Samovars in Carnival Glass
Samovars were developed as a means to heat water, often to make tea. They date back to the 1700s in Russia where they were made in metal. They typically have a large center area that holds the water and a base that either holds a method of heating the water or can be placed over coals or even burning wood for heating. The tops often have a small teapot shape that was used to hold a concentrated tea solution that was diluted with the heated water. They're still available, mostly in electric models. The origin of the Carnival Glass examples is unclear, but obviously would be quite late as Samovars go. Here are a few that have been brought to my attention.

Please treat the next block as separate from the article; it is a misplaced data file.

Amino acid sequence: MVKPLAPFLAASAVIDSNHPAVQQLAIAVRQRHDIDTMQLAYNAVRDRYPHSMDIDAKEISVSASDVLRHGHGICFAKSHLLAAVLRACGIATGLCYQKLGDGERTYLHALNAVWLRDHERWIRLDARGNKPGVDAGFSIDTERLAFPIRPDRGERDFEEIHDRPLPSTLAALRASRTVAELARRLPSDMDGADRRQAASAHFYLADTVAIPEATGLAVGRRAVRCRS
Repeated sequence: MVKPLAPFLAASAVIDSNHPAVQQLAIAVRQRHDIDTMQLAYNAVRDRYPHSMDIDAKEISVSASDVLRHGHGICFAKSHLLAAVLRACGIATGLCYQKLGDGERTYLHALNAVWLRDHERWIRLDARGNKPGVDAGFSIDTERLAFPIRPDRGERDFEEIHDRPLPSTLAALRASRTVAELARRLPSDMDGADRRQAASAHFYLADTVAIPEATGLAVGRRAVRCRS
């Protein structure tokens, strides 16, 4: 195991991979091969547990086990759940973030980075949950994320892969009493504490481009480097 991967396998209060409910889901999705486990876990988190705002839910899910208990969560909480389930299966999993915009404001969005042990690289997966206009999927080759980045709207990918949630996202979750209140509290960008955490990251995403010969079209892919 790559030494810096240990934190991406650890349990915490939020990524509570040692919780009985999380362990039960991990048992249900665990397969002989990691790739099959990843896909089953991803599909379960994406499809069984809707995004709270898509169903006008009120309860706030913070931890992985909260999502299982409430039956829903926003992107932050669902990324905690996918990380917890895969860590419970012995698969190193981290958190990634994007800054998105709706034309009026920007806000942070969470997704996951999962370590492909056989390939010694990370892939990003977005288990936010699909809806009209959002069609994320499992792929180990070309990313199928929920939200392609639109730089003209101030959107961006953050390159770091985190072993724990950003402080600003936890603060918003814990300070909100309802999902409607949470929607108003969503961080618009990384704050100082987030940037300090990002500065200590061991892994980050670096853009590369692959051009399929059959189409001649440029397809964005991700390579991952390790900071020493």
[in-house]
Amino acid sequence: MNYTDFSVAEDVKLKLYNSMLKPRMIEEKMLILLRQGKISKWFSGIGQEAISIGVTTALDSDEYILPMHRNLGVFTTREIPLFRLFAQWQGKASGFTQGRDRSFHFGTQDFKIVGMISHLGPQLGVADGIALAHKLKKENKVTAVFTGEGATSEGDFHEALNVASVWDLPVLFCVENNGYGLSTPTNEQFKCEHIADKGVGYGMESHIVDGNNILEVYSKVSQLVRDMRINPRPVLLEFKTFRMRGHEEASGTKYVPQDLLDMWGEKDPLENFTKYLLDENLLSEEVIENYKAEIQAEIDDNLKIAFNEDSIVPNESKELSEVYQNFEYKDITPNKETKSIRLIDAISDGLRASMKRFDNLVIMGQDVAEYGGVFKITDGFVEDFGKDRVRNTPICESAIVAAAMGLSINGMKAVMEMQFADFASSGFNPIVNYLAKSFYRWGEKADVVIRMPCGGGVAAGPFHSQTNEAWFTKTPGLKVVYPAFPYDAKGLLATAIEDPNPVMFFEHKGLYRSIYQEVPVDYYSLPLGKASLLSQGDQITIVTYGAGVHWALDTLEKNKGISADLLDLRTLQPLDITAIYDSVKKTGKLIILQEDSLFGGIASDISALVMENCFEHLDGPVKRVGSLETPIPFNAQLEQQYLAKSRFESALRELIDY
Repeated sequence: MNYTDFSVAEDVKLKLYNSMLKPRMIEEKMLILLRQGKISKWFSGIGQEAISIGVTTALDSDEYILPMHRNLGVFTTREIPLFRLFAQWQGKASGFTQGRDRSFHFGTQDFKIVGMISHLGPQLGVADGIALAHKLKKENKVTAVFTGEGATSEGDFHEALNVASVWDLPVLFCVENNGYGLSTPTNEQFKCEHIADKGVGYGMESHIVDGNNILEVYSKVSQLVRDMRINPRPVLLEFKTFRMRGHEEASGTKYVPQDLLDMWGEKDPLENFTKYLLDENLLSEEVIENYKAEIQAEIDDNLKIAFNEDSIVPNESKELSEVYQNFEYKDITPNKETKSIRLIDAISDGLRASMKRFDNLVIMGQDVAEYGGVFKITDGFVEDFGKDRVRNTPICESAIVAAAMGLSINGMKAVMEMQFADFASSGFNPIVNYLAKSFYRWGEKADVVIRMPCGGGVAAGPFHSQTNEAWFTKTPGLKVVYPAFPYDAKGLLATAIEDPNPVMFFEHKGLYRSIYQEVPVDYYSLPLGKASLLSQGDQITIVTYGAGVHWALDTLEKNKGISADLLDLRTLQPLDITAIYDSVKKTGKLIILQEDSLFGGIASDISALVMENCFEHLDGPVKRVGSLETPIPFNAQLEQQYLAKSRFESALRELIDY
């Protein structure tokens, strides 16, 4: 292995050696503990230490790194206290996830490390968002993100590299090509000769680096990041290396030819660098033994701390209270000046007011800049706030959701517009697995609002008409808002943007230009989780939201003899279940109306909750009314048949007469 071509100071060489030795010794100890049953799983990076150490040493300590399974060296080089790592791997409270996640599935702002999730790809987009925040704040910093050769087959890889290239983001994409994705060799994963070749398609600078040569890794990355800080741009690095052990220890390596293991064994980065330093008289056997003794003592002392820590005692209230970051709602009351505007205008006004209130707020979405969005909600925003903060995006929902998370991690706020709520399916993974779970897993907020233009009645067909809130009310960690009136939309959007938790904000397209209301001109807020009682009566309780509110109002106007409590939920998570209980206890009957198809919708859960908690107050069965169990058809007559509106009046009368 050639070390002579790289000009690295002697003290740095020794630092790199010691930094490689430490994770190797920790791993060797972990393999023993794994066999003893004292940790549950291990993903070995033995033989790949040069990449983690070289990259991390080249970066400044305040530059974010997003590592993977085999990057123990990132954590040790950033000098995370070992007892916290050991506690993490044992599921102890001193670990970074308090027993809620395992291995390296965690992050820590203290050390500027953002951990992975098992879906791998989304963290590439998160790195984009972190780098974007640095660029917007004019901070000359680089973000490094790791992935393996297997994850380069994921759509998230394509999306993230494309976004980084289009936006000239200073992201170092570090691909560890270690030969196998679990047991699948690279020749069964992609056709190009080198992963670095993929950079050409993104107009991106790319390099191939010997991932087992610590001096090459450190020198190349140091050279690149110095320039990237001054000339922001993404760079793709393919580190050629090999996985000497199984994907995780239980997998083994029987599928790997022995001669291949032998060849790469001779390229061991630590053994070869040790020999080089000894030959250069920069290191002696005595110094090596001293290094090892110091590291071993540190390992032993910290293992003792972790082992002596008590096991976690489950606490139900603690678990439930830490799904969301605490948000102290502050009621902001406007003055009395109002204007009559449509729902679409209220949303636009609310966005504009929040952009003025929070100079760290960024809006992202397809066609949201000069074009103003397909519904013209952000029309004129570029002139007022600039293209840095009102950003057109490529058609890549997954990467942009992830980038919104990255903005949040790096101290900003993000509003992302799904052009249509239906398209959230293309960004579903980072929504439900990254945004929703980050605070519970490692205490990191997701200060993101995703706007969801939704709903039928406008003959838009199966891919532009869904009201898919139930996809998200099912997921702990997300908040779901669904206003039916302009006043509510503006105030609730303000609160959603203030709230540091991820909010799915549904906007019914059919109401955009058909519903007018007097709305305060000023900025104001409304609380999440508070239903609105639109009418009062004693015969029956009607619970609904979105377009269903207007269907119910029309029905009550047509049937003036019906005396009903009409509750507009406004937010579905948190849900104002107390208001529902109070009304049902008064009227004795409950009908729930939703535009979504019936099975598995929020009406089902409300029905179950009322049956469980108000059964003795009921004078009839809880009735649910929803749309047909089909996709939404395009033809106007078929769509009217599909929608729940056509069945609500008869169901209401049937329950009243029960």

The samovar shown in the two photos above is owned by Greg Dilian. He sent me the photos in 2014 to show the little lid covering the pot.

At the left is a samovar that sold in 2014 at the Tom Burns auction of the late Bill Richards carnival. It went for $130. It's hard to judge values on such rare and unusual pieces. One example that sold in 2000 and listed as a 5-piece set (probably with cups) brought $875 while the example below brought $240 in 2010.


The samovar set at the left is courtesy of Carl and Eunice Booker. They bought the set privately and paid $187, including the boot cups. The samovar is 12 1/2-inches tall and the boot cups are 2 1/2 inches high.

Also note the elaborate handles and feet on all these pieces. Such samovars were blown, rather than of pressed glass as most Carnival was.

In 2015, a marigold samovar sold for $55 at the MidAtlantic Carnival Glass convention auction.